Victoria, Australia lies neatly in Asian time zones for synchronous connections. We start at 9am, most of SE Asia commences at 7:30 or 8am. With a time difference of 1-3 hours, we can connect synchronously with our classes.
My online colleague, Lin-lin Tan, of Taiwan, wanted a global combination of classes to play kahoot with her students. I thought it would be fun for my year 7 class. Hannah from South Korea involved her grade 5 and 6 class. Lin-lin gave me the following advice:
Hannah and I talked about it this afternoon and we will write our names like this T01Mary (T is for Taiwan 01 student’s number and the name). K24Sharon is for Korea, student number 24 Sharon
Prior to the linkup the following took place:-
- Students watched the Paper Bag Princess (see below) prior to the linkup
- Lin-lin devised a kahoot quiz for the students and shared it on kahoot.
- Google hangout was used to connect the three classes. We all logged into the hangout and could see each class
- Lin-lin then shared her screen with us so we could see the kahoot code
- Students from the three countries logged in individually to kahoot, entered the code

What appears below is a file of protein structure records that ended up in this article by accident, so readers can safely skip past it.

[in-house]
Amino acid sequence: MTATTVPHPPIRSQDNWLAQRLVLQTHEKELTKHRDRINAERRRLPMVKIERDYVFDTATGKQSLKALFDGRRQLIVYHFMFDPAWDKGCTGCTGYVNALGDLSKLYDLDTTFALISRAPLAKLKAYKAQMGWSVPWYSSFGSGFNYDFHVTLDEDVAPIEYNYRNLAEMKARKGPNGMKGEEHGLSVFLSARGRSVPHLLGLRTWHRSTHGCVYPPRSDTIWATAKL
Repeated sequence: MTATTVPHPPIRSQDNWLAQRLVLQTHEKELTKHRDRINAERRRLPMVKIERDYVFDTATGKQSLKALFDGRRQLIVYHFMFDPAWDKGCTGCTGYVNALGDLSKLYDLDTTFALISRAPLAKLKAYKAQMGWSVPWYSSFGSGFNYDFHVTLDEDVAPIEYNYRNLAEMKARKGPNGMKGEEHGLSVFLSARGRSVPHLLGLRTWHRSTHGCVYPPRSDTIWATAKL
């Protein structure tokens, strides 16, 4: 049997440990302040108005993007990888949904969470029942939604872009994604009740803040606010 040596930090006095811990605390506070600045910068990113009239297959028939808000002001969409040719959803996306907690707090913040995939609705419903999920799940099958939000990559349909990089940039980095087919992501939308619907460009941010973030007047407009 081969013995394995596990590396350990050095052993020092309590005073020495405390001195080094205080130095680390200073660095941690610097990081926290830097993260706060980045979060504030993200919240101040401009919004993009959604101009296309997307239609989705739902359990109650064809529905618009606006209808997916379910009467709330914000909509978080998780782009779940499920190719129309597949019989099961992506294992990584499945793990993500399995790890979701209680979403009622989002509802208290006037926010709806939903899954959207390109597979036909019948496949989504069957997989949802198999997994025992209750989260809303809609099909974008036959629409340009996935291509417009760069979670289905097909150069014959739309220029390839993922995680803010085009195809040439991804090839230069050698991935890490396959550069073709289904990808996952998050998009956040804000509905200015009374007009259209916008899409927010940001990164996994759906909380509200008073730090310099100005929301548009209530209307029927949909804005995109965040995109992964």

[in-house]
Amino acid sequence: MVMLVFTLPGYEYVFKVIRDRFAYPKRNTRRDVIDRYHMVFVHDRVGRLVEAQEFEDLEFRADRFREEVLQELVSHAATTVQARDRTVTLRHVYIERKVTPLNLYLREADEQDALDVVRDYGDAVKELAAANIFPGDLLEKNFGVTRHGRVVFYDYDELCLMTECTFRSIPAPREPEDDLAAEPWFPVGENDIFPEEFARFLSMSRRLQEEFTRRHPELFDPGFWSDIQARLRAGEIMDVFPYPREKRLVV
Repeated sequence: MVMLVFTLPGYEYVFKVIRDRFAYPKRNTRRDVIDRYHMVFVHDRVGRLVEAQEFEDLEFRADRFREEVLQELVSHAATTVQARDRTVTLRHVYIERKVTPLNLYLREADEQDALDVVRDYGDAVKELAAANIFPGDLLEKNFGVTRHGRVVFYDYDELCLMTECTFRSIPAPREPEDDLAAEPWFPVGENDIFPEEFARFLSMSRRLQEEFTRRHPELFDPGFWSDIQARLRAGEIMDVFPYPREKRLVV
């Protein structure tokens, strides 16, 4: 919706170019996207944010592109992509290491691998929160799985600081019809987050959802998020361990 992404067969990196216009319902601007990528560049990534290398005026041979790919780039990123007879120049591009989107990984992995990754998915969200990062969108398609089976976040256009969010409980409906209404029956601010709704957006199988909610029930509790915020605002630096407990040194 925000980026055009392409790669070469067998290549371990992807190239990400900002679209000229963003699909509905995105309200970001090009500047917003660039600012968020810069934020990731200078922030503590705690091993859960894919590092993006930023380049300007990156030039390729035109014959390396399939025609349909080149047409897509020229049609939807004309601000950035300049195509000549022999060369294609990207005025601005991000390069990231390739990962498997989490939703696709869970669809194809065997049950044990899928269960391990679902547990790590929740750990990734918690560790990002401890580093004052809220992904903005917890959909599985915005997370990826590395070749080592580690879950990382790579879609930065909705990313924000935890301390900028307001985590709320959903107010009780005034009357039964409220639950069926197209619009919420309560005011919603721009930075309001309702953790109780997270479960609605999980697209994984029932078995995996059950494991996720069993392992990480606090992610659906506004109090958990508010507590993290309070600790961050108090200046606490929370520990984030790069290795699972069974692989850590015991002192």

- They entered their names using country codes preceding their names. Students from Australia used au_mac (or their first name). students in Taiwan used T then their first name and Korean students used k as the prefix to their name.
- We proceeded to play kahoot virtually and simultaneously. We could hear each other, see each other etc through the hangout and had a real sense of being one class, each student bent on winning.
The amazing thing was that many of the students from Taiwan or Korea spoke English as a second or third language. How brave were they and what fantastic practise this was for those students. Imagine if my students had to play the kahoot in mandarin Chinese – their grasp of the language is so low in comparison.